In January I posted a Euclidean rhythm generator in Flash. Polyrhythms generated by a mathematical algorithm. I wanted the next version to be able to send MIDI, so I could use it with software like Ableton Live and hardware music machines like my Elektron Machinedrum.
Since Flash doesn’t do MIDI I spent the last few months learning Java and rebuilt the pattern generator to add MIDI capabilities.
Running the application
The Java app doesn’t run in the browser, so I can’t show it embedded on the web page like I’m used to with Flash projects. Instead you’ll have to download the Java .jar file and run it on your computer like you would any regular desktop application. For Mac users there’s a OS X .app file as well. I haven’t looked into creating an .exe file for Windows users yet, but double clicking the .jar file should start up the program just like an .exe.
- Download Java JAR file. *
- Download Mac OS X APP file.
- Download Java source files (Eclipse project), JAR and APP, all in one ZIP file.
* The JAR file needs the runtime for Java v1.6 (also known as Java SE 6) to be installed. On Mac this version is automatically installed with OS X 10.6 (Snow Leopard), but OS X 10.5 (Leopard) has the older Java v1.5 (or J2SE 5.0). I tested on Windows XP with Java v1.6 and that runs fine. You can test your Java version by opening Command Prompt (Windows) or Terminal (OS X) and typing “java -version” (without the quatation marks and press return after typing).
To compensate for the lack of an embedded app here’s a video with a short overview of what the Euclidean Pattern Sequencer does:
The features are basic in this first version:
- Double click anywhere in the lower panel to generate a new pattern. A new pattern is 16 steps with 4 notes by default.
- Click a pattern’s center circle to select the pattern. A selected pattern shows a double center ring and it’s settings are displayed on the panel at the right.
- Drag a pattern’s center circle to move the pattern. So you can visually reorganize your screen when there’s a lot of patterns.
- All patterns with their settings and location can be saved in a file. This is a regular XML text file. The File menu has the familiar New, Open, Save and Save As options. The project tempo is saved in the file as well.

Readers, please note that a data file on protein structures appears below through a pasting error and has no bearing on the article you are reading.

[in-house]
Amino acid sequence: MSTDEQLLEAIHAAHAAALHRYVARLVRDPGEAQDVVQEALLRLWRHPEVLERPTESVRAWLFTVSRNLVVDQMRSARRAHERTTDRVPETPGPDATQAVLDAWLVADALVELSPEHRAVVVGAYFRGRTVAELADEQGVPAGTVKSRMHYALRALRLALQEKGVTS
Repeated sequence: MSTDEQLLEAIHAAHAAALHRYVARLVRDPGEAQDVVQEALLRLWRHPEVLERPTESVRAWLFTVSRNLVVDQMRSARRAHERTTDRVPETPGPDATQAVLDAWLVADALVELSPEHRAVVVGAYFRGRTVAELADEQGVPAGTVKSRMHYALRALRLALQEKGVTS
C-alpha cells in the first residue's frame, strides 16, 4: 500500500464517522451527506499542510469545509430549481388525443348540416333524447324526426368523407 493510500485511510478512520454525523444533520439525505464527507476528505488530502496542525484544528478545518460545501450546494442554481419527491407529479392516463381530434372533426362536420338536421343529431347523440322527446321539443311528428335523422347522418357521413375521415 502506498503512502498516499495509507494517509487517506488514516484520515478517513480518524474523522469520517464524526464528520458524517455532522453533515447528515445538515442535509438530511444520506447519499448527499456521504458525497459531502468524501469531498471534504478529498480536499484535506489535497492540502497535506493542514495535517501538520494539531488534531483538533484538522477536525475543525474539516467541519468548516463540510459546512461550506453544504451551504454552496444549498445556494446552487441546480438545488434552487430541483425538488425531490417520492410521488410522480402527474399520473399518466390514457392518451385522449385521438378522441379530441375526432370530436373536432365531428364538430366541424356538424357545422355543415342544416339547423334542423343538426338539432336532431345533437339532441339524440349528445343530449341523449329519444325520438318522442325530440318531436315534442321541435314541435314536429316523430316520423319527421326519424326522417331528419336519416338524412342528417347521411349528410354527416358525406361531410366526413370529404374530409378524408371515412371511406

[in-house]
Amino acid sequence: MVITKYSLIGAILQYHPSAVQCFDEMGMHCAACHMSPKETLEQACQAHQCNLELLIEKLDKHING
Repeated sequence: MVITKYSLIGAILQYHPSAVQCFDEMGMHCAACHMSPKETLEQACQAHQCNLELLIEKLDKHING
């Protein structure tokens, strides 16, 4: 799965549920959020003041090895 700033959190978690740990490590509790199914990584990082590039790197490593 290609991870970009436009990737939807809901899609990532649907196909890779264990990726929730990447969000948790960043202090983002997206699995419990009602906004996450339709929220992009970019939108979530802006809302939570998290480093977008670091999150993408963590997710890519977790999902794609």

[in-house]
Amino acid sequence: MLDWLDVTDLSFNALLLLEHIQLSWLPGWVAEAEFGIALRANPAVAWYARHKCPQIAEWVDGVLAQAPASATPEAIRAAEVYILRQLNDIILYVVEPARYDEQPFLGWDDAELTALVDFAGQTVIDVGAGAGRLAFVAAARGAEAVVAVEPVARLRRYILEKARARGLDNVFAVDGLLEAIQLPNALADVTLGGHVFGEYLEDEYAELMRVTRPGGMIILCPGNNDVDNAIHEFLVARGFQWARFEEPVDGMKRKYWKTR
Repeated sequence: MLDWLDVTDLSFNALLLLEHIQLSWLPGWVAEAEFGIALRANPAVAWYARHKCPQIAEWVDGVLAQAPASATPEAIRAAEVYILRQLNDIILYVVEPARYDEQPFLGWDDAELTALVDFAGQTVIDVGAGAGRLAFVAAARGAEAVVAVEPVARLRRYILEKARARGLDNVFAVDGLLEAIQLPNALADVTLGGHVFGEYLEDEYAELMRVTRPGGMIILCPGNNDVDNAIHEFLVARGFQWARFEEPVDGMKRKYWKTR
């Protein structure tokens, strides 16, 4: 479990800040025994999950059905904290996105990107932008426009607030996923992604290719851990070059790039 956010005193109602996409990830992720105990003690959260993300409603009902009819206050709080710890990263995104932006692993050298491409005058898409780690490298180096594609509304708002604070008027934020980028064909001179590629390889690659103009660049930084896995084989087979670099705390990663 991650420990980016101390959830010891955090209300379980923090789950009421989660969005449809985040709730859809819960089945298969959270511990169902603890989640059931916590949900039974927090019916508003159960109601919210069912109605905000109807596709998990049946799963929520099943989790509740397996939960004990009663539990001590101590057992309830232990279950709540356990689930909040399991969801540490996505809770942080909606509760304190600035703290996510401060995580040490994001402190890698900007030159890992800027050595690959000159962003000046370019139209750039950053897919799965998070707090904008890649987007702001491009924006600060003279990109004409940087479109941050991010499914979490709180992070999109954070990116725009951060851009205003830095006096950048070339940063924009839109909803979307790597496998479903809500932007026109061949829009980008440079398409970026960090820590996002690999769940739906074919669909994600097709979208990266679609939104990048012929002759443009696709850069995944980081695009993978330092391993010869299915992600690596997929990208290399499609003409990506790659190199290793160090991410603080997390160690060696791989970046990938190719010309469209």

On top are the main controls: Start / stop playback, a slider and input field to set the tempo in BPM and a combobox to choose a MIDI out port. The MIDI In port is not used at the moment.
Once a pattern is selected it’s settings can be edited:
- The Steps and Fills sliders determine the pattern. Each time one of them changes the algorithm is recalculated.
- Rotate rotates the pattern. As you’ll note when you play with the Steps and Fills sliders, a pattern always starts with a note on the first step. To overcome this limitation you can rotate the pattern with this slider.
- MIDI settings Channel, Pitch and Velocity are parts of the MIDI Note On and Note Off messages that the pattern sends to the MIDI port.
- Length is the duration of the note. Once the end of a note is reached a MIDI Note Off message is sent to the MIDI port. The length of a note can be 16 steps maximum. At the moment length is measured in the internal sequencer resolution, which is 24 PPQN. Because one step is seen as a 16th note, the maximum slider value is ( 16 steps / 4 ) * 24 PPQN = 96. Not very intuitive, I know. I’ll think of something better in an update.
- Mute, Solo and Delete do what you’d expect them to do.
Here are two pieces of music I’ve already made with the app. I tried to get them to be a bit more like finished track than just demos of layered polyrhythms.
The first one is the same setup as in the video above but with more patterns. About sixteen of them sending MIDI to sixteen tracks in Ableton Live with mainly samples being played. I recorded the MIDI patterns in Live, did some arranging and automation and exported the result as audio.
The second one are patterns sending MIDI notes to a hardware drum machine via the soundcard’s MIDI output. This is my new Machinedrum UW that plays samples as well as synthesizing drum sounds. All sounds are the Machinedrum’s sixteen tracks playing and recorded on the computer.